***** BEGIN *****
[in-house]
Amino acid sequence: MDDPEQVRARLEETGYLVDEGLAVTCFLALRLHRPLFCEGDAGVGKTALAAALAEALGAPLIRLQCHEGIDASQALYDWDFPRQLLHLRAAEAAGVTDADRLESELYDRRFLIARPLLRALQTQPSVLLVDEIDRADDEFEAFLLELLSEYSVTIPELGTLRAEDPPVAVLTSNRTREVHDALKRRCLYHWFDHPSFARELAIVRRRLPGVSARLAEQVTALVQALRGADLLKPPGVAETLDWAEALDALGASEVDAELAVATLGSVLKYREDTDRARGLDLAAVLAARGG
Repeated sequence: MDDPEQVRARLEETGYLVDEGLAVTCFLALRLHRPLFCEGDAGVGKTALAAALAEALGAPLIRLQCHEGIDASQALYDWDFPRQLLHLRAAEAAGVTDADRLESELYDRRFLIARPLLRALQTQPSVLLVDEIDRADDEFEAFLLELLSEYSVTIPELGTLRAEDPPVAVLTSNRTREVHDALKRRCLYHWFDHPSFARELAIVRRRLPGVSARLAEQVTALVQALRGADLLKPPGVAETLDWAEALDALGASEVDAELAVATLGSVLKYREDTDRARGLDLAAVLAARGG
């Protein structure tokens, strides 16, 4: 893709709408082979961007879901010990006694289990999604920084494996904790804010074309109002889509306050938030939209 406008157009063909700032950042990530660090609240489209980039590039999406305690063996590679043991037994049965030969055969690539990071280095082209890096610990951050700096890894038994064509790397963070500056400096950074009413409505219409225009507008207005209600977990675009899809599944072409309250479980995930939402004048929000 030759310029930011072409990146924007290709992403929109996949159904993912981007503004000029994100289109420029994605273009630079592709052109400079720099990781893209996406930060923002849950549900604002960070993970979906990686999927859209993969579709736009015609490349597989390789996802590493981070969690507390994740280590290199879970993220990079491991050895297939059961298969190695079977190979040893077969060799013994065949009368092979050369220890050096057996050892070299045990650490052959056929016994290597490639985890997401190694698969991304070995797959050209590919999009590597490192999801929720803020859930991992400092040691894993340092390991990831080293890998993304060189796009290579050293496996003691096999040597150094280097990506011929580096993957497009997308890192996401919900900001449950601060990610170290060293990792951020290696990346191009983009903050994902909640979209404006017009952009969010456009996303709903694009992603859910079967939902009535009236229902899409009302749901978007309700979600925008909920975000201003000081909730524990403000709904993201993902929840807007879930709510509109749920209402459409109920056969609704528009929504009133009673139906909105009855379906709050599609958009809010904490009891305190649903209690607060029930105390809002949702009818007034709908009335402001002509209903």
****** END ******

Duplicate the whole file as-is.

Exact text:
[in-house]
Amino acid sequence: MDDPEQVRARLEETGYLVDEGLAVTCFLALRLHRPLFCEGDAGVGKTALAAALAEALGAPLIRLQCHEGIDASQALYDWDFPRQLLHLRAAEAAGVTDADRLESELYDRRFLIARPLLRALQTQPSVLLVDEIDRADDEFEAFLLELLSEYSVTIPELGTLRAEDPPVAVLTSNRTREVHDALKRRCLYHWFDHPSFARELAIVRRRLPGVSARLAEQVTALVQALRGADLLKPPGVAETLDWAEALDALGASEVDAELAVATLGSVLKYREDTDRARGLDLAAVLAARGG
Repeated sequence: MDDPEQVRARLEETGYLVDEGLAVTCFLALRLHRPLFCEGDAGVGKTALAAALAEALGAPLIRLQCHEGIDASQALYDWDFPRQLLHLRAAEAAGVTDADRLESELYDRRFLIARPLLRALQTQPSVLLVDEIDRADDEFEAFLLELLSEYSVTIPELGTLRAEDPPVAVLTSNRTREVHDALKRRCLYHWFDHPSFARELAIVRRRLPGVSARLAEQVTALVQALRGADLLKPPGVAETLDWAEALDALGASEVDAELAVATLGSVLKYREDTDRARGLDLAAVLAARGG
């Protein structure tokens, strides 16, 4: 893709709408082979961007879901010990006694289990999604920084494996904790804010074309109002889509306050938030939209 406008157009063909700032950042990530660090609240489209980039590039999406305690063996590679043991037994049965030969055969690539990071280095082209890096610990951050700096890894038994064509790397963070500056400096950074009413409505219409225009507008207005209600977990675009899809599944072409309250479980995930939402004048929000 030759310029930011072409990146924007290709992403929109996949159904993912981007503004000029994100289109420029994605273009630079592709052109400079720099990781893209996406930060923002849950549900604002960070993970979906990686999927859209993969579709736009015609490349597989390789996802590493981070969690507390994740280590290199879970993220990079491991050895297939059961298969190695079977190979040893077969060799013994065949009368092979050369220890050096057996050892070299045990650490052959056929016994290597490639985890997401190694698969991304070995797959050209590919999009590597490192999801929720803020859930991992400092040691894993340092390991990831080293890998993304060189796009290579050293496996003691096999040597150094280097990506011929580096993957497009997308890192996401919900900001449950601060990610170290060293990792951020290696990346191009983009903050994902909640979209404006017009952009969010456009996303709903694009992603859910079967939902009535009236229902899409009302749901978007309700979600925008909920975000201003000081909730524990403000709904993201993902929840807007879930709510509109749920209402459409109920056969609704528009929504009133009673139906909105009855379906709050599609958009809010904490009891305190649903209690607060029930105390809002949702009818007034709908009335402001002509209903």